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Tuesday, 23 December 2014

Mid-Season Review

It all started so well

So after all the feel-good energy injected in to the Club after winning the FA Cup in May it's all gone horribly wrong this season. Hammering Manchester City at Wembley in the Charity Shield proved to be the falsest of dawns for an Arsenal side that has only performed to that level on a handful (or somewhat less than a handful) of occasions since. Warm, silverware laden days at Wembley seem a long time ago as we approach the depths of an English Winter.
Back in July I was as excited about the season ahead as I can remember being in a long time. We had signed Alexis Sanchez for big money, and replaced Bacary Sagna with Mathieu Debuchy. We all knew Vermaelen was leaving, but Arsene had gone and got a young pretender in Calum Chambers who would be backed up by the signing of an experienced, quality centre-back to replace the skipper. We were also going to bring in a monster of a midfield player to shore up the area in front of the defence. Add a goalscorer and a decent goalkeeper and we were set. Oh. And that's where it started to go wrong. Well, actually, I suppose it started before that. It started even before Alexis had been captured. Cesc Fabregas had been allowed to join Chelsea despite Arsenal having the option to buy him on the cheap. In passing up the opportunity Wenger pointed to the fact he has Ozil and the likes of Rosicky, Cazorla, Ramsey, Wilshere and Diaby. He overlooked the golden rule, of course, that Cesc is an improvement on all of them (Ozil is probably on the same level as Fabregas if only he was actually interested in playing football). The fact that he was then free to sign for Chelsea simply made it worse - by not strengthening Arsenal's squad Wenger had gone and made Chelsea better instead. It was, by any standards, a crazy piece of business.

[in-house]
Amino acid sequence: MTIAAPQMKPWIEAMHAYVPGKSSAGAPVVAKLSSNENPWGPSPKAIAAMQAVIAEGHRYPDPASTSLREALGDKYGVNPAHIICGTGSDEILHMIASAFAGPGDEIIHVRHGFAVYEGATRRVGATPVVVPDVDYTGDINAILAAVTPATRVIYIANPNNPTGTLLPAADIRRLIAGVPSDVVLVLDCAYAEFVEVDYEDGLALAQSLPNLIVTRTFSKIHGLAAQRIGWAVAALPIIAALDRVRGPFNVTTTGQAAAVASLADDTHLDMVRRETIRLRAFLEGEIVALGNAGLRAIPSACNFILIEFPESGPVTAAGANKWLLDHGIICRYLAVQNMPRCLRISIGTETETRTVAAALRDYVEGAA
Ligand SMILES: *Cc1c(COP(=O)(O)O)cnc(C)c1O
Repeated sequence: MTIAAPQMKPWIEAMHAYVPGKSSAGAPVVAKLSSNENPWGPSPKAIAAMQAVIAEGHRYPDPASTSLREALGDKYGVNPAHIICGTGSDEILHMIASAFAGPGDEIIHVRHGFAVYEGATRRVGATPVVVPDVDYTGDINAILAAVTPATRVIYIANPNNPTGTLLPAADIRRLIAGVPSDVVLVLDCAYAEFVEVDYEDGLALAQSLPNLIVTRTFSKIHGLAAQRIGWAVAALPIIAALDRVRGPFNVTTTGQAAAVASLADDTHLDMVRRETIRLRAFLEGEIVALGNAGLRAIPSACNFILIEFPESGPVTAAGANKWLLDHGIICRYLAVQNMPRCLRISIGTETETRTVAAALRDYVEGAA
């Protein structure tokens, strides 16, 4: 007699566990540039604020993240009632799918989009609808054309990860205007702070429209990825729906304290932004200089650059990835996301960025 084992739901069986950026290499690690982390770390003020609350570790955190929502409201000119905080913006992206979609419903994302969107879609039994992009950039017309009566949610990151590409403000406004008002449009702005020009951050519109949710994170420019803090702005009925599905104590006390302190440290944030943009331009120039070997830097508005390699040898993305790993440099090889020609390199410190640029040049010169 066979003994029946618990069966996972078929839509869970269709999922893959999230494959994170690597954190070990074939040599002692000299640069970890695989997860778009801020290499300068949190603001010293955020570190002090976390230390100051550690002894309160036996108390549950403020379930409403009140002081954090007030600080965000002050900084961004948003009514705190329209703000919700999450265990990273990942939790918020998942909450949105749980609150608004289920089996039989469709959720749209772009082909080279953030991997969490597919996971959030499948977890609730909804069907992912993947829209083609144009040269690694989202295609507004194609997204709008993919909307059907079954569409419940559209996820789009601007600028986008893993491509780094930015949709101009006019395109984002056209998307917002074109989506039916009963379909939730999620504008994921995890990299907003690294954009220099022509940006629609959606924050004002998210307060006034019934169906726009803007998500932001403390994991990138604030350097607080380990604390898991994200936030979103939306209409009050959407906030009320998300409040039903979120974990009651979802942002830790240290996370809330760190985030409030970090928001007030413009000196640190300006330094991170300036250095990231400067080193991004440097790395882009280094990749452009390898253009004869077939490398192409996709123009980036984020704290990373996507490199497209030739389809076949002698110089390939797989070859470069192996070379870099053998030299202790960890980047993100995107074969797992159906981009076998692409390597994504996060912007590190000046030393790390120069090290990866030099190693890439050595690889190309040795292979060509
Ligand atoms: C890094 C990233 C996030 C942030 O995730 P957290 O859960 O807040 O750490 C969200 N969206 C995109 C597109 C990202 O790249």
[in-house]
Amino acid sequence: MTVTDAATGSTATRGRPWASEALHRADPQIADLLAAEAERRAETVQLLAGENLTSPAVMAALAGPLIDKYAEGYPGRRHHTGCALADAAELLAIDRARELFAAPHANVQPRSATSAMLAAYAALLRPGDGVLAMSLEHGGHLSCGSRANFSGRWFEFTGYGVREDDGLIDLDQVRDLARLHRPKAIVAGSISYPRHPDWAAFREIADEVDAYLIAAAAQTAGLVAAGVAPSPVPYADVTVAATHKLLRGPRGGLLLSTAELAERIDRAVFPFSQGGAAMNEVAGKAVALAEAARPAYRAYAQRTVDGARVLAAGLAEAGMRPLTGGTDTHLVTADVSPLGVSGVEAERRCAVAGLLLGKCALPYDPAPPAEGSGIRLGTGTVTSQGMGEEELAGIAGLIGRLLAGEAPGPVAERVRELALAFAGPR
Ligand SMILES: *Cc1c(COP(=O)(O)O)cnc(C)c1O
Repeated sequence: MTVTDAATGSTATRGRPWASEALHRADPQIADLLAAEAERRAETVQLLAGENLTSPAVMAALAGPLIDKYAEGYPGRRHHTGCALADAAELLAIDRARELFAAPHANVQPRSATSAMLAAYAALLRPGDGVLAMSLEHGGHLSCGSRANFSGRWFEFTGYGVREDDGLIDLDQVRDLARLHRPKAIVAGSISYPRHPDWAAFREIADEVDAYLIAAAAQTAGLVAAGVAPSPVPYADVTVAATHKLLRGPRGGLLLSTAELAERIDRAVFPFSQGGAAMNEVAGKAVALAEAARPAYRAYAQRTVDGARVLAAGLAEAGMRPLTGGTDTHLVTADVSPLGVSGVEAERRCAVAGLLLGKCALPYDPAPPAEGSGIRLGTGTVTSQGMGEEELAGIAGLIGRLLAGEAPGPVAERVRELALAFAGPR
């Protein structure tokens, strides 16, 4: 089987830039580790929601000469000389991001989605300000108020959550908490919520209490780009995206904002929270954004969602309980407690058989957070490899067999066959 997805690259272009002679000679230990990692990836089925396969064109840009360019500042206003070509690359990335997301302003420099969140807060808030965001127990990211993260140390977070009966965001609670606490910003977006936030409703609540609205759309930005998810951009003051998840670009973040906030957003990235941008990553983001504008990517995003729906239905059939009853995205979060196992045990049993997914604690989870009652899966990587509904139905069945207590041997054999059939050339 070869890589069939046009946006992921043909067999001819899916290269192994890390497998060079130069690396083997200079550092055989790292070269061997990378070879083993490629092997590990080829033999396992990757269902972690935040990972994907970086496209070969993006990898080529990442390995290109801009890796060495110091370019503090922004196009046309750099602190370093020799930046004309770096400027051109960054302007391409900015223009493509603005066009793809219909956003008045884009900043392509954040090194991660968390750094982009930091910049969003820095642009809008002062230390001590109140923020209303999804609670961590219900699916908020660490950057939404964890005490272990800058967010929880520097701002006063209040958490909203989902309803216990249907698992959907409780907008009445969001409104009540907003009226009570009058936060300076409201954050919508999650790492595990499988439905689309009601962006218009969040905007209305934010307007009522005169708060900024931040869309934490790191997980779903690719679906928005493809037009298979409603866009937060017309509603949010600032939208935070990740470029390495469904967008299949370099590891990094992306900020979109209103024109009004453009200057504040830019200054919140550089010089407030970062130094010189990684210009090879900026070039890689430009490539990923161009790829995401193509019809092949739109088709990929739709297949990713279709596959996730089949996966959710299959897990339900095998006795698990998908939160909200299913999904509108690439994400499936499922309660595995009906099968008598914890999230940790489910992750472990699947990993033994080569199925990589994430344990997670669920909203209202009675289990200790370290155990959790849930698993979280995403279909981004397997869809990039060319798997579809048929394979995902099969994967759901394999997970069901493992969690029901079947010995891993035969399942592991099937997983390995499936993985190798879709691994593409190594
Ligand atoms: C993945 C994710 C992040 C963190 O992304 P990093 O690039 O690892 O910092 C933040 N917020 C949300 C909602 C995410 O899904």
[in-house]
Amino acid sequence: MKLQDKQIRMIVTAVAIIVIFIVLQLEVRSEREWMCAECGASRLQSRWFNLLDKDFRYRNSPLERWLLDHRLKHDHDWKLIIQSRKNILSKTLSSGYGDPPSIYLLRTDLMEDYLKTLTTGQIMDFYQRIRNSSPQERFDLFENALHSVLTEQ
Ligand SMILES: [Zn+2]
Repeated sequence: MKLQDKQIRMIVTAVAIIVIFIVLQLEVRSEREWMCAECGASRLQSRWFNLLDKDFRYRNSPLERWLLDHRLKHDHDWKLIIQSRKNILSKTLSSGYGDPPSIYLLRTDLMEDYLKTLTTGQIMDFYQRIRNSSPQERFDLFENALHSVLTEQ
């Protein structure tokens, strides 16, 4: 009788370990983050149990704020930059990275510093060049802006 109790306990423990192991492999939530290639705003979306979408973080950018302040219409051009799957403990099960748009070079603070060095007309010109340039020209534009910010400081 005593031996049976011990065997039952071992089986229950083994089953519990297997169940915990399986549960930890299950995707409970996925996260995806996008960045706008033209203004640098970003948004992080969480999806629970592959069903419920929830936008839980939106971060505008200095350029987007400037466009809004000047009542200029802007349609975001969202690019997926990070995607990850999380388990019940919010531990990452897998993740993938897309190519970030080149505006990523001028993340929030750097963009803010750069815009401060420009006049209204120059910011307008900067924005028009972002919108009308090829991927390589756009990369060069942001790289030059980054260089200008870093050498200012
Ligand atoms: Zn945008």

The rest of the transfer window turned in to an utterly unfunny joke at the expense of the Arsenal fans. Instead of the monster midfielder, promised (by Wenger) centre-half, goal-scorer and decent goalkeeper we got Danny Welbeck (who Wenger admitted he wouldn't have signed had he actually been in the country on deadline day!) and David Ospina to challenge Szczesny - the problem with Ospina is that he signed with a serious injury and hasn't really recovered from it. You would think after the Kallstrom nonsense that Wenger might have learned his lesson, but no. After all, Arsene knows.

The undoubted star of the show

When the football got under way I couldn't wait to see Alexis play. I've not been disappointed by the little man from Chile. There are signs that he might be feeling the pace now, having played more than he has ever done in his career. He is a player who never stops running, and eventually that has to catch up with you. The Christmas schedule must surely see him getting some rest at some point, but he is so important to this side that you can't see how we can afford to lose him. If the other players could display the same attitude to hard work that Alexis has on the pitch then we wouldn't be struggling quite so badly. I make the distinction there about his hard work on the pitch as he certainly doesn't take the warm-up even remotely seriously.
Alexis has been deployed in every attacking position so far this season and he has not been found wanting in any of them. He has also shown that he can score all kinds of goals from long-range stunners to tap-ins, as well as a magnificent header against Burnley. He takes people on, not always successfully, and that is sometimes his weakness. Alexis gives up possession a fair bit, but I would say that he then wins it straight back through his sheer desire more often than not. He has been phenomenal and Wenger leaving him out of the Spurs game is something that puzzles me to this day. It was a crazy decision.

We miss this bloke badly

As I wrote above, we simply haven't played well this season. Aside from Galatassaray (only the first-half in the away game though), Newcastle, 85 minutes against Man City,  and an hour at home to Anderlecht this Arsenal team hasn't performed. We got lucky against Crystal Palace on the opening day, though you had the thought that a last minute winner might set us up for a real good go. That thought was shattered before half-time at Everton the following week. The late comeback showed, perhaps, a little fighting spirit but the holes in the team at the back were all too obvious. By the time we were relying on Sanogo to try and get the goals at Leicester you knew we were in all sorts of trouble really. Signing Danny Welbeck gave us a genuine work horse to play in place of the stricken Giroud, but for all his redoubtable footballing qualities, Welbeck is a man actually afraid of the ball when it gets in the penalty area.